Nearly every day a new headline about a security breach seems to pop up. In fact, during the 2020 COVID-19 quarantine, phishing attacks increased by 350%. Your company may be sufficiently evolved, equipped with a secure email gateway, strict encryption policies, and phishing awareness and training to boost your readiness for an attack. But with the ever-evolving landscape of email threats, how prepared are you and your employees really?
Email security requires a proactive approach to threats, which may mean it’s time for you to take a hard look at your email security stack. This piece will cover the reasons why email security should be a high priority for all companies, how to spot advanced email threats, and which tips to follow to start bolstering your current email security strategy today.
No organization is immune from these threats which often cause significant damage. Back in 2015, cybercriminals assumed some of Sony’s employees’ identities and sent malware-ridden emails to unsuspecting colleagues.
The result? Over 100 TB of data was stolen, costing Sony over $100 million. Even tech giants Google and Facebook fall prey to email security attacks. Between 2013 and 2015, hackers sent convincing counterfeit invoices to both companies, collecting over $100 million in their 2-year stint.
Originally created without built-in security, email communication proved particularly vulnerable to phishing and other threats. Early on, attackers leveraged the inherent accessibility of email to develop spam prototypes, like spoofing “to” and “from” addresses.
Email filters were developed to look for specific patterns that could help weed out these suspicious emails using white and black lists, and many companies tried using encryption keys for email authentication.
Despite that, scammers kept finding new ways to expose information. Spammers opened fake AOL accounts to send phishing messages, and eventually began creating and disseminating viruses, malware, and worms. Even 10 years ago, 88% of email was spam.
Many companies have adopted multi-factor authentication, secure email gateways, and are training their employees on how to spot phishing scams in an attempt to mitigate risk.
Having employees work from many different locations leads to a scattered perimeter--much more to defend and much more margin for human error. A distracted employee at home may easily click on a malicious email.
As emails with malicious links and attachments became more prevalent, companies adopted secure email gateways to bolster their email security. Today, email still presents a huge risk to companies big and small, and remote work has only complicated the job of security professionals.
Just this April, the FBI reported that exploitation of cloud-based email services cost the US over $2 billion. To take security to the next level, security companies have developed API-integrated email security at the mailbox-level, AI-powered phishing incident response systems and advanced URL and malware protection.
These advanced methods of protection prevent, detect, respond, and even predict attacks so that companies can be proactive about their security.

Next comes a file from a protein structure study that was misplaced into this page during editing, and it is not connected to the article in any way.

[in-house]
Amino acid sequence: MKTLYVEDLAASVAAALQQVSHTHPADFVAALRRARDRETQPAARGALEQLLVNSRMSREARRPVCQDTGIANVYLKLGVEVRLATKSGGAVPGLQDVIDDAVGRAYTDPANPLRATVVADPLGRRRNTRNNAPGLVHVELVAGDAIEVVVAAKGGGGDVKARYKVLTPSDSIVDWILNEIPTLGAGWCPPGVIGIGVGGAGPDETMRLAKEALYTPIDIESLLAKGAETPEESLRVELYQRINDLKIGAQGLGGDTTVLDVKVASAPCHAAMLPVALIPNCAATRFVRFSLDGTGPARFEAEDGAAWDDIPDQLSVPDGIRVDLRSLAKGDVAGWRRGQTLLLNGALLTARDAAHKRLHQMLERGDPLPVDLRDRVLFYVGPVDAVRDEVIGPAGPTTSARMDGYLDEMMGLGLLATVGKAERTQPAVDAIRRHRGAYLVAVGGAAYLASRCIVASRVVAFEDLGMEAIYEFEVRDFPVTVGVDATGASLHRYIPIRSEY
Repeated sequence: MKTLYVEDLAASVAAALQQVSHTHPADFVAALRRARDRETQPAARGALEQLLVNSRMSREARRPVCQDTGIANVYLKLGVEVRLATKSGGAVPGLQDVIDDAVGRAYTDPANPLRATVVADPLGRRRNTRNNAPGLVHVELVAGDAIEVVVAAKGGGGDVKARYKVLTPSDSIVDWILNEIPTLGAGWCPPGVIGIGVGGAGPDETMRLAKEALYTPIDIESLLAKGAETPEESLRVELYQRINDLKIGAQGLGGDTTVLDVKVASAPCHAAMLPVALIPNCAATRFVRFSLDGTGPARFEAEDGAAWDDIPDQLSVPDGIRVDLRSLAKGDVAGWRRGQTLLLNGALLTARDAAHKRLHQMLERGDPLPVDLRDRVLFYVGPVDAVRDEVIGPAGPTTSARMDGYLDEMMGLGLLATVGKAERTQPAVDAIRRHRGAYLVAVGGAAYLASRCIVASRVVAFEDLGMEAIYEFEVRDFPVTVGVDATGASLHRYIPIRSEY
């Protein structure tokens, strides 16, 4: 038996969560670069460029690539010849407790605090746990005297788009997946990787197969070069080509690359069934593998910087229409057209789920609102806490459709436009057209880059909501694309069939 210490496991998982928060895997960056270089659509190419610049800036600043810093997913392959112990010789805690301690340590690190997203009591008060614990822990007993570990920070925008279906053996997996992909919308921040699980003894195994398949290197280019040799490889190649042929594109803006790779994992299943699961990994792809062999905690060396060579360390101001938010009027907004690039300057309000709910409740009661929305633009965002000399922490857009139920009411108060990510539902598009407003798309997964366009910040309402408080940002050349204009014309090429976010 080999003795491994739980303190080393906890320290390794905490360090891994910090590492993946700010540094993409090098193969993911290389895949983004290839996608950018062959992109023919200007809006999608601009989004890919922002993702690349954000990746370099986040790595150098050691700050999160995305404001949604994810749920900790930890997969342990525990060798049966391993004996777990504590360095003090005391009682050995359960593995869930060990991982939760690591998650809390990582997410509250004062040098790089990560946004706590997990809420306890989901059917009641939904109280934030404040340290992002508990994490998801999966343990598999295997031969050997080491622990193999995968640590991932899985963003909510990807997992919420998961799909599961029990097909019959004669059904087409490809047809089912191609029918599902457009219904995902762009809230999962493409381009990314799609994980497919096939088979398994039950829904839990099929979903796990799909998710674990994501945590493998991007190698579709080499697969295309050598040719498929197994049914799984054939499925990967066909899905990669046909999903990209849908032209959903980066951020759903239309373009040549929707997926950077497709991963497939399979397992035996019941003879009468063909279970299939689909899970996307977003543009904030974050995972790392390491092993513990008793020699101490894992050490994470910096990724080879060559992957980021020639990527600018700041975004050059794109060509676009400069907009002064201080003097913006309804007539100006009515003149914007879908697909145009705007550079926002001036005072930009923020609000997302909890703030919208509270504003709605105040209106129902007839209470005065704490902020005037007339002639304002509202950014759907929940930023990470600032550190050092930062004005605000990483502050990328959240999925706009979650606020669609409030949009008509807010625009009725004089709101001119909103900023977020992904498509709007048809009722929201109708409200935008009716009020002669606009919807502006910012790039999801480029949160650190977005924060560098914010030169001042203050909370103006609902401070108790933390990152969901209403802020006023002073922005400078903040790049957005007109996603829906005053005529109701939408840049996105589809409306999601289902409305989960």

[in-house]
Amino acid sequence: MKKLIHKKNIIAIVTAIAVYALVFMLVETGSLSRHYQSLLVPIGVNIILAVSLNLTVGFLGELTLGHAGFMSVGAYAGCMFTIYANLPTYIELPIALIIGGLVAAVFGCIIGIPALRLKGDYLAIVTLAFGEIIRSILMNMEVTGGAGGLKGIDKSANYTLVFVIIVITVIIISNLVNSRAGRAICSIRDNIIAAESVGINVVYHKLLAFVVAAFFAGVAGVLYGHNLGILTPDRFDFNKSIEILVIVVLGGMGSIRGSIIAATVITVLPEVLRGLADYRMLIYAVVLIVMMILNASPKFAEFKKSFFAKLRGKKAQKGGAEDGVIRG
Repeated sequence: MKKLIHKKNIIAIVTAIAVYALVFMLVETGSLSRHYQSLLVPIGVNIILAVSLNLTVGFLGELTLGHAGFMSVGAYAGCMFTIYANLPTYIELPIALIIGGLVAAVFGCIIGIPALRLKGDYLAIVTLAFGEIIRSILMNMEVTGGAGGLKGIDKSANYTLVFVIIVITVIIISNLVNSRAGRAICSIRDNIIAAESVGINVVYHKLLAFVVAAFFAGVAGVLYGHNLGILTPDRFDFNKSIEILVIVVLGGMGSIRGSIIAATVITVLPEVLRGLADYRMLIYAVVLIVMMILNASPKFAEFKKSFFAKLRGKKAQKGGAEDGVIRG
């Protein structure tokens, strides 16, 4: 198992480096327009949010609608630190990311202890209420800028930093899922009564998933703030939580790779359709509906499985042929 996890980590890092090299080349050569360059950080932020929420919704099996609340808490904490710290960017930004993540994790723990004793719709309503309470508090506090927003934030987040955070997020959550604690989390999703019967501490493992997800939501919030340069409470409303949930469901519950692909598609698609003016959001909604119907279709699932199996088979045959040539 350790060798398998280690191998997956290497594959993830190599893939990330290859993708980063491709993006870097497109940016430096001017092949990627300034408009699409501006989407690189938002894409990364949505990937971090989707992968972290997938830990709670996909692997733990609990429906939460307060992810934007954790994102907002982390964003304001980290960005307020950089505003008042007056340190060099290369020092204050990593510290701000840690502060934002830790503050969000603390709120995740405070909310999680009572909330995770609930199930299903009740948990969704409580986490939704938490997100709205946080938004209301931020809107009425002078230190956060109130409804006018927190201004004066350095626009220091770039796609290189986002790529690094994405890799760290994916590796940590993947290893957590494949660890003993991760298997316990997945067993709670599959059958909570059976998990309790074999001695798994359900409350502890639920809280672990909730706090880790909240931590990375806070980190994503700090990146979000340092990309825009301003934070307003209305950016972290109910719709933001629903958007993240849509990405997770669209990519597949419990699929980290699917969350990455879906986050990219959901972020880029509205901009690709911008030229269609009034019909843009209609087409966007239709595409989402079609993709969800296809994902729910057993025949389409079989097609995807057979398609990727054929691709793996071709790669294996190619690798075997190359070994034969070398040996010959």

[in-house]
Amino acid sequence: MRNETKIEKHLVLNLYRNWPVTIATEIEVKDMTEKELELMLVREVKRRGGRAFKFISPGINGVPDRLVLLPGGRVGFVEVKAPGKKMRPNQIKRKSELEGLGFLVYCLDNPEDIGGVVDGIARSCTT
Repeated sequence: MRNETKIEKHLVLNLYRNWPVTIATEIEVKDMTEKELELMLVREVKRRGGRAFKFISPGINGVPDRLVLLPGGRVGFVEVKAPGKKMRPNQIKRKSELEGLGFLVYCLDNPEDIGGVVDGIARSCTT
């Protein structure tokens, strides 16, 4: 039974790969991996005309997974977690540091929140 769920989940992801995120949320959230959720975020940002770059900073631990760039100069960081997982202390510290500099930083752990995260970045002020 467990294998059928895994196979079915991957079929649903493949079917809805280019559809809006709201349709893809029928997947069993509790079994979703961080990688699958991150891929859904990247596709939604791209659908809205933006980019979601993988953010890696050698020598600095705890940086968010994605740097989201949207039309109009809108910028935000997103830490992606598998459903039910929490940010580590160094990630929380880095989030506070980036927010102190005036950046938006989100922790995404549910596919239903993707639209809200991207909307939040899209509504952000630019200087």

So what threats does your company need to prepare for? Let’s take a closer look:
Whaling, a subtype of phishing targeted at an organization’s senior leadership, resulted in losses of over $12.5 billion in 2018, according to the FBI. Since the scammer’s end goal is convincing targets to deposit money into fake accounts, whaling requires extensive research and preparation. Scammers need to be sophisticated enough to impersonate and/or deceive people at the board or C-suite level.
Malware is any software aimed at destroying, compromising, or accessing an operating system. Symantec reports that 1 in 13 web requests lead to malware, and Accenture points out that businesses lose 50 days of productivity for every malware attack. When a computer is exposed to malware, it’s at risk of losing sensitive data, core functionality, and privacy. Some malware spies on people’s activity without them knowing. Worms, Trojan horses, viruses, and spyware are common types of malware.
Following email security best practices can help create a solid foundation for protection against malware, phishing, business email compromise, and more. Successful approaches often blend several tactics together. Protecting yourself proactively will require a multi-faceted approach.
Many companies only stick to one or two of these methods, but that is simply not sufficient. As cybersecurity threats morph and gain sophistication, best practices must keep up. A layered approach to email security ensures that nothing slips through the cracks.
Layering complementary technologies, such as:
Firewalls and network protection
A world-class secure email platform
Helps bolster your cybersecurity stack against cyber attacks.
No matter how strong you believe your email security stack currently is, there’s always room for improvement. IRONSCALES is a self-learning email security platform that detects advanced threats better than any other cybersecurity provider.
IRONSCALES combines several point solutions into a single platform, so your company benefits from top-of-the-line prevention, detection, and remediation solutions. Out-of-the-box BEC, ransomware, and malware protection defends against both known and unknown types of cyberattacks.
Don’t take any chances一request a free trial of IRONSCALES today.
The word is out: IRONSCALES is leading the pack in email security!